"Former Patriot charged in alleged Ponzi scheme; SEC links Will Allen to Ponzi scheme" by Beth Healy Globe Staff April 07, 2015
William D. “Will” Allen was an NFL cornerback for more than a decade before joining the New England Patriots in March 2012. He played for the New York Giants and the Miami Dolphins and then signed on in Foxborough for $925,000 in what wound up being his last year of football.
By August 2012, Allen was on the injured reserve list. The Patriots say he never played a game for the team and was released the following spring. But in the meantime, he became involved in another kind of sports enterprise.
Allen started an investment business, Capital Financial Partners, to make loans to professional athletes. Federal securities regulators now call it a multimillion-dollar Ponzi scheme.
“The defendants sold investors on the idea of lending money to pro athletes, but we allege that’s not where a large portion of the investors’ money went,’’ said Paul G. Levenson, director of the Securities and Exchange Commission’s Boston office, in a statement. “As in any Ponzi scheme, the appearance of a successful investment was only an illusion sustained by lies.’’
I'm glad he's going after the big cases and where is the corruption.
Allen and an associate, Susan C. Daub, allegedly raised nearly $32 million through their Boston firm from at least 40 investors starting in July 2012, according to an SEC complaint filed last week in US District Court in Boston.
The pair allegedly made $18 million worth of loans, including one to Jack Johnson of the National Hockey League’s Columbus Blue Jackets, according to regulators and court records.
But they also took $7 million of investor money for themselves and used the funds to pay for charges at casinos, pawn shops, jewelers, and nightclubs, according to the regulators. The pair also allegedly used false documents to mislead investors about the terms, circumstances, and even the existence of some loans.
For instance, Allen and Daub allegedly persuaded 24 investors to contribute $4 million toward a purported $5.7 million loan to Johnson. But the loan to Johnson was actually much smaller, the SEC said.
In October, Johnson filed for bankruptcy protection, the latest in a long line of professional athletes to succumb to money problems despite their large salaries. Capital Financial filed a claim in the bankruptcy case for just $3.4 million.
Daub allegedly had reported to investors that Johnson was making monthly payments, but then told the bankruptcy court he made no payments at all.
Matthew L. Schwartz, a lawyer in Manhattan who was formerly lead prosecutor in the Bernard Madoff fraud for the US attorney’s office in the Southern District of New York, said Allen’s firm was not a “pure” Ponzi since it did make some loans. The Johnson bankruptcy may have helped regulators pursue the case before all the money was gone, he said.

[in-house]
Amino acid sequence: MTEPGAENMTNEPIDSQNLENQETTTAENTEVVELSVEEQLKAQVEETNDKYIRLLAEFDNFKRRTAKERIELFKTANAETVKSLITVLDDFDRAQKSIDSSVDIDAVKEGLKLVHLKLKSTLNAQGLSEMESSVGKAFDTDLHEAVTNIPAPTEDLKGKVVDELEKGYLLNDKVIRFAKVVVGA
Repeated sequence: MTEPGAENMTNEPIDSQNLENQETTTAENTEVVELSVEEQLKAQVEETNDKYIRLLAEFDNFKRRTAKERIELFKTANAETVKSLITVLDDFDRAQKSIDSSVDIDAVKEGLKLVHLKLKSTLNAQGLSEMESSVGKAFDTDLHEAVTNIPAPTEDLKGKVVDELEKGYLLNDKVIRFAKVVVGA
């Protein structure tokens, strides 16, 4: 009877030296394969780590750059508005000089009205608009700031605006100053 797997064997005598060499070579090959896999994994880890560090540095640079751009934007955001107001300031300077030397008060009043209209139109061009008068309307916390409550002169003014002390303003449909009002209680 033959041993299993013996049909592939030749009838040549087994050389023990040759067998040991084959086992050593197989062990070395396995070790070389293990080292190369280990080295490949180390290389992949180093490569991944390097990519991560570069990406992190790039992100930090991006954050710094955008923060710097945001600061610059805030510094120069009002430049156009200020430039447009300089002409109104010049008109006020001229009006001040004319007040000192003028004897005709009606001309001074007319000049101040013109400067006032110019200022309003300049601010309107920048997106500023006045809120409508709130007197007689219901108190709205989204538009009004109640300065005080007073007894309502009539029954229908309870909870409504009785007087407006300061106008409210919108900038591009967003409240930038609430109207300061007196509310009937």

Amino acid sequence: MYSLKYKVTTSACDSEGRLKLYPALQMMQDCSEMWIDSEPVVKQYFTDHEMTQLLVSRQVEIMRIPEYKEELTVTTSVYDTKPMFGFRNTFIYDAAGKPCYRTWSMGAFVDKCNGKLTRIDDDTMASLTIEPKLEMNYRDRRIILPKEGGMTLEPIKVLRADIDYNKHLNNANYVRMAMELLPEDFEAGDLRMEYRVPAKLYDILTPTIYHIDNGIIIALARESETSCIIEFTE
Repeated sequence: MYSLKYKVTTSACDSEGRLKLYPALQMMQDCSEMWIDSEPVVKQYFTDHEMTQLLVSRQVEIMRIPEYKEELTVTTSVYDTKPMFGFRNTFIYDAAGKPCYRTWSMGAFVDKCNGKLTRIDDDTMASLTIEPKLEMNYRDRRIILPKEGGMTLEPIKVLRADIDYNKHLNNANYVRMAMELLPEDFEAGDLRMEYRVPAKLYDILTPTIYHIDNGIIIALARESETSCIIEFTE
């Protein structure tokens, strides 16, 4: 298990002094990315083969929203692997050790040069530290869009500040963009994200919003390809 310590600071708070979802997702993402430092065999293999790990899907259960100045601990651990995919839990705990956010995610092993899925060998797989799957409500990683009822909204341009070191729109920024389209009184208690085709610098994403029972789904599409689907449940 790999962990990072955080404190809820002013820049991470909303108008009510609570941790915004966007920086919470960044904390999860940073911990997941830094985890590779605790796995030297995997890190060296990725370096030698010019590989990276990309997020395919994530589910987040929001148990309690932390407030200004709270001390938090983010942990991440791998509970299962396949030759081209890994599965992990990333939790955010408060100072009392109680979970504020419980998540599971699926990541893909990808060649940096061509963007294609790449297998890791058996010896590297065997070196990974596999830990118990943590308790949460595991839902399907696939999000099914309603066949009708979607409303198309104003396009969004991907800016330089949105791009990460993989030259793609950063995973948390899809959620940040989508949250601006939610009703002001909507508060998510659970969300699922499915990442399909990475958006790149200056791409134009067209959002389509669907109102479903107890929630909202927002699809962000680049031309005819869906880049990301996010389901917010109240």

“These things usually don’t come to light until the economy takes a turn and investors try to get their money out,’’ Schwartz said.
On their website, Allen and Daub stated they charged interest rates ranging from 9 percent to 18 percent, but regulators said the annual rate on some loans could exceed 100 percent.
Allen, 36, lives in Davie, Fla., according to the SEC and public records. He could not be reached for comment Tuesday. A spokesman for the Patriots also declined to comment.
Daub, 54, has been registered as a financial adviser in the past, the SEC said. Formerly of Acton, she now lives in Coral Springs, Fla., according to regulators and public records. She did not return a phone call placed to what appeared to be her home.
The two would attract investors by citing the company’s loans for particular players, according to the SEC complaint. One was supposed to be a $300,000 loan to a Major League Baseball player; another was $1.7 million for a professional football player. In both of those cases, the SEC alleged, the firm made no payments to those players, who were not identified in court records.
From July 2012 through February 2015, Capital Financial received approximately $13.2 million in repayments of real loans to athletes, according to the complaint. During the same period, the company allegedly paid out $20 million to investors, using money contributed by later participants to help cover the returns.
Public records indicate that Allen, a father and a native of Syracuse, N.Y., may have had financial troubles of his own before moving to the Boston area. He had numerous court judgments and tax liens against him in recent years. One was for $576,066 owed to a company called Pro Player Funding LLC. Another was for $20,000 owed to a Las Vegas casino.
The SEC on Tuesday said a federal judge had granted the agency’s request for a temporary restraining order against Allen and Daub and several entities they control, and to freeze their assets.
"Former New England Patriots player William D. “Will” Allen and an associate were arrested Friday in Florida, on charges of securities fraud in connection with an alleged scheme to make loans to professional athletes. Federal prosecutors alleged that Allen, 36, of Davie, Fla., and Susan Daub, 55, of Coral Springs, Fla., stole money from investors whom they solicited to put money into a pool for loans to athletes. Using their Massachusetts company, Capital Financial Partners, Allen and Daub allegedly ran a Ponzi scheme, using money from new investors to pay off earlier ones. While the company did make some loans to athletes, the complaint alleges that Allen and Daub diverted millions of investor dollars to themselves and other business ventures. A lawyer for Allen said he maintains his innocence. A lawyer in Boston for Daub said she plans to enter a plea of not guilty."
Also see: Former Patriot Will Allen indicted for alleged Ponzi scheme
A little Daub'll do ya'!